Medieval church and skeletons unearthed in Lucerne city centre
Archaeologists have discovered human bones and the remains of a church belonging to a medieval hospital in the Old Town of central Swiss city Lucerne.
The discovery was made during the renovation of pipelines and paving around the Franziskanerplatz, according to news agency ATS.
Historians know that the Heiliggeist-Spital (Holy Spirit Hospital) was located in that area from the 13th century until it was demolished in 1656. At one time, the hospital had a church, but that was also torn down in 1788 after falling into disrepair.
During the excavation archaeologists uncovered not only the remains of the church but also evidence of an older church on the same site, believed to have been built in 1345.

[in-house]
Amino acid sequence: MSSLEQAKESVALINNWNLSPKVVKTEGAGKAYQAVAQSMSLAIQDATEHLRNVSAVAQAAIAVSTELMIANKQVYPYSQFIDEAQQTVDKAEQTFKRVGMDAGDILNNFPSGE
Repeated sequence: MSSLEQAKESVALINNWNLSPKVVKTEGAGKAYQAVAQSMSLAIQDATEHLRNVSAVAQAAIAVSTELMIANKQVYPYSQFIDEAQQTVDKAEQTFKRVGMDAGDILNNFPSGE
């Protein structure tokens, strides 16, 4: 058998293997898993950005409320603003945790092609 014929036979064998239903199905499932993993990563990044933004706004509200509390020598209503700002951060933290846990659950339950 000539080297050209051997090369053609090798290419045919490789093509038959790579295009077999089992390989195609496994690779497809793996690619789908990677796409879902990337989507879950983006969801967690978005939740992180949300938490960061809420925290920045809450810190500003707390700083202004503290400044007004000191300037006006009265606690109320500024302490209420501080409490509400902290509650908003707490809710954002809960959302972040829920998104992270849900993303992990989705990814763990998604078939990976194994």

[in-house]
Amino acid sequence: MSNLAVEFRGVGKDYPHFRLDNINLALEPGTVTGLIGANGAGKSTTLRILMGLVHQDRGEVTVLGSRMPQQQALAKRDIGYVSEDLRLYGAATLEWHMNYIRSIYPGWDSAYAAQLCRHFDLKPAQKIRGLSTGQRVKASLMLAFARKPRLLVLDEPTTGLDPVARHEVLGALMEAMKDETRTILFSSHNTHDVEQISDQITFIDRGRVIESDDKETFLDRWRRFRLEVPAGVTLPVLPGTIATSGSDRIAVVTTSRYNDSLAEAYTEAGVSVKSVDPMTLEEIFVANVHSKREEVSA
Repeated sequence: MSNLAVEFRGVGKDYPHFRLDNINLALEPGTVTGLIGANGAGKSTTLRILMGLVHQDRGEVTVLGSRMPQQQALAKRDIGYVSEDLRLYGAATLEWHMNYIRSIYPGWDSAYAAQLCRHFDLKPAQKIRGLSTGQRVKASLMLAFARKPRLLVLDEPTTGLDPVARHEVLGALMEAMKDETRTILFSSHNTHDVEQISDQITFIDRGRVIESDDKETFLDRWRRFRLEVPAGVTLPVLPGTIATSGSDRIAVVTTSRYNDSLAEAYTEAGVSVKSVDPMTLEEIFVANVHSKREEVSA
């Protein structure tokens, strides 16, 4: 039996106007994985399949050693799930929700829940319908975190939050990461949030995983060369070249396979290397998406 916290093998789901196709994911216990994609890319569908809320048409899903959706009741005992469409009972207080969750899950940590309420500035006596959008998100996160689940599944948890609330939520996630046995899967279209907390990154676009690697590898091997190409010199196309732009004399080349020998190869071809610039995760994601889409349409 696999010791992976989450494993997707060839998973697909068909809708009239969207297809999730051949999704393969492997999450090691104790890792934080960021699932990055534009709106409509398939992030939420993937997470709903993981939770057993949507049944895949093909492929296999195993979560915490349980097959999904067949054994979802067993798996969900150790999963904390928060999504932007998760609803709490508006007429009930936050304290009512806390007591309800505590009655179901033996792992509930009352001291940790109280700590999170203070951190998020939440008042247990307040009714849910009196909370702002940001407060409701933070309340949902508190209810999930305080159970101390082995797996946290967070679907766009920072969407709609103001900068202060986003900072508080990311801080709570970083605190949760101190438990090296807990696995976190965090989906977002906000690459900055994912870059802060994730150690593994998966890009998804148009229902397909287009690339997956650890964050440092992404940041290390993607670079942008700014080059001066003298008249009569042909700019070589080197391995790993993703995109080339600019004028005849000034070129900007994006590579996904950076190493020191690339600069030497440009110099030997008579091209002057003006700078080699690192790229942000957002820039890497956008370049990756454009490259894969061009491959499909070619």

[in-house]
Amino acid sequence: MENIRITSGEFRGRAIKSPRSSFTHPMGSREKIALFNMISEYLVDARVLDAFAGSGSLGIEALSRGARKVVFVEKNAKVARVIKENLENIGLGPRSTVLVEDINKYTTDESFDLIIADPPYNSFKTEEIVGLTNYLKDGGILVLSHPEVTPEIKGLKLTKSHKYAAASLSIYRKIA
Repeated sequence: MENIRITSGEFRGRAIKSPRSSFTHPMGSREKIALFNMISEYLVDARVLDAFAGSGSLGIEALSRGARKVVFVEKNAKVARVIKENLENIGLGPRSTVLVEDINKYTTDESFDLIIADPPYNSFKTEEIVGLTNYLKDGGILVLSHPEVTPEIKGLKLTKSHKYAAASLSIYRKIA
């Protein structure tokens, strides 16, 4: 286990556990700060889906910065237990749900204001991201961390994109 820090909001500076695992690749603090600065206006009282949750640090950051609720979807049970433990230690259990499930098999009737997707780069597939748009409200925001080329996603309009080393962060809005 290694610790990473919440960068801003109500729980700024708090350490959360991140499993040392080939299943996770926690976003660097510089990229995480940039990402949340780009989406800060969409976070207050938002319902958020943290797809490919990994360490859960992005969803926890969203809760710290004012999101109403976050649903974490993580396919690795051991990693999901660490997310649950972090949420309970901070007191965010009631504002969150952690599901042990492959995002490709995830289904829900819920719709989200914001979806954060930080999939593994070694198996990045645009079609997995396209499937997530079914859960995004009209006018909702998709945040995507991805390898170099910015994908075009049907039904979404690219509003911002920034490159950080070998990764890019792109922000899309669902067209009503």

Plaster fragments showed that the choir was decorated with colourful frescos, project manager Fabian Küng told ATS.
Archaeologists also unearthed human bones from the garden of a former Franciscan monastery next to the church. The garden was used as a cemetery from 1600 to 1798 due to overcrowding in the city’s main cemeteries, said ATS.
The Old Town of Lucerne is thought to have been occupied for at least 800 years. Though it has no official founding date, historians regard 1178 as the year the city was born.
Many of its most beautiful buildings were constructed in the Middle Ages, with the chapel bridge – Lucerne’s symbol – built around 1300.